Valdis Story Abyssal City Review – Hack and Slash Fever

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I’m getting to this review out a bit later than I’d hoped – but that’s a point in favor of Valdis Story Abyssal City for the PC. I’m not even sure how much of the game I’ve explored, but my plan to quickly run through what I could to get a review put together fell apart pretty quickly. I checked out some videos and art from the game before I took this on, and I was immediately drawn in by the art and animation, both in quality and style. Having put several hours into it now, I still find myself in love with those, but there’s much more to it than my quick glimpse led me to believe.

Valdis Story Abyssal City is an action RPG, in the style of classics such as the Metroid or Castlevania series; you earn experience, level up, collect equipment, and so forth. The game drops you pretty much right into action, without much story exposition beyond a brief cutscene. You take on the role of one of two heroes; I chose the default character, the melee-focused Wyatt, over the more magically-inclined Reina, since I wanted the “normal” game experience. Moving through the world is a pretty constant combat situation, fighting your way through hordes of demons and angels, who are locked in an ancient war for human souls, as well as the more-mysterious ferals who threaten the land. The story unfolds in bits and pieces as you, a mercenary from the surface world, make your way through the sunken ruins of Sitheil, a sizeable realm long since lost to those above, mostly relayed through dialogue with the Elders of each town and others.

Wyatt battles some red-cloaked demons early on in the game, making his way to the first of several cities visited in the depths of Sitheis.

Wyatt battles some red-cloaked demons early on in the game, making his way to the first of several cities visited in the depths of Sitheil.

Combat is one of the game’s stronger suits, I think; even in some of the more difficult boss battles, the controls are fairly responsive and it’s easy to keep a handle on. I wouldn’t say it’s perfect, but it’s smoother and more precise than I would expect from an indie outing. Movement is a bit less so, and I did find myself frustrated more than once with missed jumps or failure to grab ledges, especially in timed sequences where every second has to be spot on to keep moving. In addition to physical combat – including an option to fight without a weapon – our heroes have a bevy of both Light and Dark magics to start the game, with more becoming available later after certain bosses are dispatched, including Ice and Fire. Each of these varieties offers four different spells, each suitable for different situations and some being required to reach certain areas and continue your quest.

One of the weaker points, unfortunately, is the equipment; I didn’t get much variety to play around with, and the items I did get had pretty basic bonuses. That said, they do add a dimension to the game that can help you in various different areas; much like the spells, some of these are more suited to combat against either angel or demon enemies, though the difference is more pronounced with magic. I’ve found several pieces of equipment in need of repair, as well, though have yet to find anywhere to actually get any of them fixed up for use, despite encountering a few NPCs who seem to be just for that.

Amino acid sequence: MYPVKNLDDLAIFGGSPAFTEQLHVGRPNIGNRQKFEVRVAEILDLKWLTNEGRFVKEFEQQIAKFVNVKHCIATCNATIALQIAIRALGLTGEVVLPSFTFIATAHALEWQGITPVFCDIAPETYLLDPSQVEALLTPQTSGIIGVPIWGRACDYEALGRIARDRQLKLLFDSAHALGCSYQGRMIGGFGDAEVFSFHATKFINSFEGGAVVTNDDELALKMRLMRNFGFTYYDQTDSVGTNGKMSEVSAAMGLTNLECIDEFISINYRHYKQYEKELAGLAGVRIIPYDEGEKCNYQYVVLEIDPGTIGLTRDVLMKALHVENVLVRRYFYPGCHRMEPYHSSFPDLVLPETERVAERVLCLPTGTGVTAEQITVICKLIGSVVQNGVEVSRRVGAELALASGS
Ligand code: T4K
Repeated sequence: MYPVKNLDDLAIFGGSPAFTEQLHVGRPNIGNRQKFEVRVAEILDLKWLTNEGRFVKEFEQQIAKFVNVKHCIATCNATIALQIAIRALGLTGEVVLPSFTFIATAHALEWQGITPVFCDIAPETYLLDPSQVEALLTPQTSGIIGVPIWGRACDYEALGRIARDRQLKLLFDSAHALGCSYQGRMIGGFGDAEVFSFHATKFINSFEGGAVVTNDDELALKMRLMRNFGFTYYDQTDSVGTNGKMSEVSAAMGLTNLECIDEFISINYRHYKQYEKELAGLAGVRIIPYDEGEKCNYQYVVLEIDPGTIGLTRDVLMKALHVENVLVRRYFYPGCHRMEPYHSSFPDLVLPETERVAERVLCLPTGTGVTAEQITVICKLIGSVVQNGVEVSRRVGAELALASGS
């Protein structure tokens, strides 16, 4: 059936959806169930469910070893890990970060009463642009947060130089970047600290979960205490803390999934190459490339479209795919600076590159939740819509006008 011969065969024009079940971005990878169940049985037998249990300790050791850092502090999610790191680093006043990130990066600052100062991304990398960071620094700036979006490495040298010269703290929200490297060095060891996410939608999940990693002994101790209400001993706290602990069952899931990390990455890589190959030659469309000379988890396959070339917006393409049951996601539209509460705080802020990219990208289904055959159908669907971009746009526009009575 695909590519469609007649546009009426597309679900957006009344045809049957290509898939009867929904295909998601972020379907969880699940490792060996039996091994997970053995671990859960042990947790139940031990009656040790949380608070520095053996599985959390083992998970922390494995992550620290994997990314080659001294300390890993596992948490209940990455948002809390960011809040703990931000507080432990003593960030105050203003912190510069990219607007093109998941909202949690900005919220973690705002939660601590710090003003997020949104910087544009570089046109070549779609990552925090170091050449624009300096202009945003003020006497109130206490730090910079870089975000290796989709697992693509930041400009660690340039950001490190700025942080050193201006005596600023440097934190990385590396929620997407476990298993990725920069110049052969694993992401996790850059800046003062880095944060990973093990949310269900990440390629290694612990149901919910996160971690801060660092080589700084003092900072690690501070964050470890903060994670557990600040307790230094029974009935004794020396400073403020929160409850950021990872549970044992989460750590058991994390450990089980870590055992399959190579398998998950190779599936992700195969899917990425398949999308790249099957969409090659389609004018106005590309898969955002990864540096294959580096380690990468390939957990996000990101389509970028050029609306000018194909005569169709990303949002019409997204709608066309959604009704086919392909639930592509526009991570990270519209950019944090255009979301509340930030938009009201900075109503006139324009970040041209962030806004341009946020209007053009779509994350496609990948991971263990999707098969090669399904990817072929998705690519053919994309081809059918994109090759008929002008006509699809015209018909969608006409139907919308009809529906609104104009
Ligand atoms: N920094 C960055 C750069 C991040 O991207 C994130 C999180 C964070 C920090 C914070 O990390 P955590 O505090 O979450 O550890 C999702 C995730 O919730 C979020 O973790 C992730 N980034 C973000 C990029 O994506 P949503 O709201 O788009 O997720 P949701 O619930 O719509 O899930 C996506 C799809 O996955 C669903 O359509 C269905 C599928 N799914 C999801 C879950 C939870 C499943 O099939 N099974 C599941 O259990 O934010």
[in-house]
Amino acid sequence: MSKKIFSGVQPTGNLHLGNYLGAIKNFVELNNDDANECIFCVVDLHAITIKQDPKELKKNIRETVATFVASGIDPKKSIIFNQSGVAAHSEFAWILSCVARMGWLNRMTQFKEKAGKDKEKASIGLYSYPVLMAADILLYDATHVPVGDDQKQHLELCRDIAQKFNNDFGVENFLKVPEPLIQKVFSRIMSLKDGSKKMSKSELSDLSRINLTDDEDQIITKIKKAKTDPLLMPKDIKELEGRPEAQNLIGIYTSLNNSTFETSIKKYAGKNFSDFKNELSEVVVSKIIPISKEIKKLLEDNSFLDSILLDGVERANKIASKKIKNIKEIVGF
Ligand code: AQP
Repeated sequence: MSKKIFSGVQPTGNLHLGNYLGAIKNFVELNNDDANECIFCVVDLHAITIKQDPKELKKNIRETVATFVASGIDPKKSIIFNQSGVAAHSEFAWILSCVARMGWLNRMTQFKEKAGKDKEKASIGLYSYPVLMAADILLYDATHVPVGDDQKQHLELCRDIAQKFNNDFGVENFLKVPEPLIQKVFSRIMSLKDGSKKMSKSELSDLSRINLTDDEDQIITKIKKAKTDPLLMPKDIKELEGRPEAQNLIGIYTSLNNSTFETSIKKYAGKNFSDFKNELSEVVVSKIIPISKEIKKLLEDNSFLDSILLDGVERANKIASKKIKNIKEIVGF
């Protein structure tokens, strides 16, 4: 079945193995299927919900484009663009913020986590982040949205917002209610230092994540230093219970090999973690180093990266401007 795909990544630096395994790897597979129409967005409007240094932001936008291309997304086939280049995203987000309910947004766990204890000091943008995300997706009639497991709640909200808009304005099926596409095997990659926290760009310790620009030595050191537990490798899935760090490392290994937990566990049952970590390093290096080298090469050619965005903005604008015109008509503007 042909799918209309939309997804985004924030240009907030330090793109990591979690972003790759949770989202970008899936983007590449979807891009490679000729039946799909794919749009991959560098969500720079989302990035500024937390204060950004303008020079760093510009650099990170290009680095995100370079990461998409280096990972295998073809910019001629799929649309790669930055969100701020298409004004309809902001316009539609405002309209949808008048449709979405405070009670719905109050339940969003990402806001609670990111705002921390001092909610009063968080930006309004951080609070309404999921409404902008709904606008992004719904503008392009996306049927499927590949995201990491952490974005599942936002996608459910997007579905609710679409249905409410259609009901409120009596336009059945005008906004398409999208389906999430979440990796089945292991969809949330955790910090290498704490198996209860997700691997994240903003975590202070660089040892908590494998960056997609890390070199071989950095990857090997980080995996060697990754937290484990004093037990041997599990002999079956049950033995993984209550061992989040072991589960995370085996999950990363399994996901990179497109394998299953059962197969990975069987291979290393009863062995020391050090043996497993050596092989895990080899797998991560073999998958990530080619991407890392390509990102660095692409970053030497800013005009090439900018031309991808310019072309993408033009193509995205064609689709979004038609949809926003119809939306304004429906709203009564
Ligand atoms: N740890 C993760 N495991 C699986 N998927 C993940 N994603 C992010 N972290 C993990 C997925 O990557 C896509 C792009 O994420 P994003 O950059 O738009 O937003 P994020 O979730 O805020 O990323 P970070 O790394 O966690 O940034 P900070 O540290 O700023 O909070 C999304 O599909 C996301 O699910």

This boss fight, against a poisonous foe capable of entering a healing cocoon, gave me more trouble than I'd care to admit, but was doable once I formed a worthwhile strategy.

This boss fight, against a poisonous foe capable of entering a healing cocoon, gave me more trouble than I’d care to admit, but was doable once I formed a worthwhile strategy.

The bosses require a mix of skill, strategy, and sometimes luck. Most of them can’t be approached with simple brute force and a few spells; one of the ones I encountered vexed me so much that I turned to the internet for guidance, only to find that the battle was entirely optional. Eventually, I accepted that I simply wasn’t powerful enough to make the attempt, and fell back to follow the story. Following along what needs to be done can get a bit difficult, as well, though; directions can be hard to come by, and knowing what they mean can be even more difficult. In the early stages, it’s pretty linear, and some NPCs provide more direct guidance than you’ll find later. Additionally, tram stations running between the towns open up, making travel both easier and more open — which can mean getting lost is easier, as well.

The game’s writing is easily the weakest point. The dialogue is often cliched, and riddled with annoying grammatical errors and poor punctuation. The story isn’t particularly bad, but in many places I wouldn’t say it’s especially good; I found myself wanting to skip through some of the dialogue scenes and just get back into the action where the game’s strengths show through. At the end of the day, Valdis Story Abyssal City is a well-done game that could benefit from some behind-the-scenes polish but has more positives than negatives, and is ultimately worth checking out, especially if you’re a fan of the side-scrolling action genre.

Final Breakdown

[+Great art and animation] [+Smooth, responsive controls] [+Variety of skills and magic] [-Some frustrating jumping/timing puzzles] [-Somewhat flat story] [-Error-riddled writing]

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About Author

(Writer)

I'm Chaz! I write things in between bouts of gaming with my lovely wife or wonderful kids, or sometimes even just by myself. When I'm not doing that, I'm knee-deep in databases or just out and about with the family.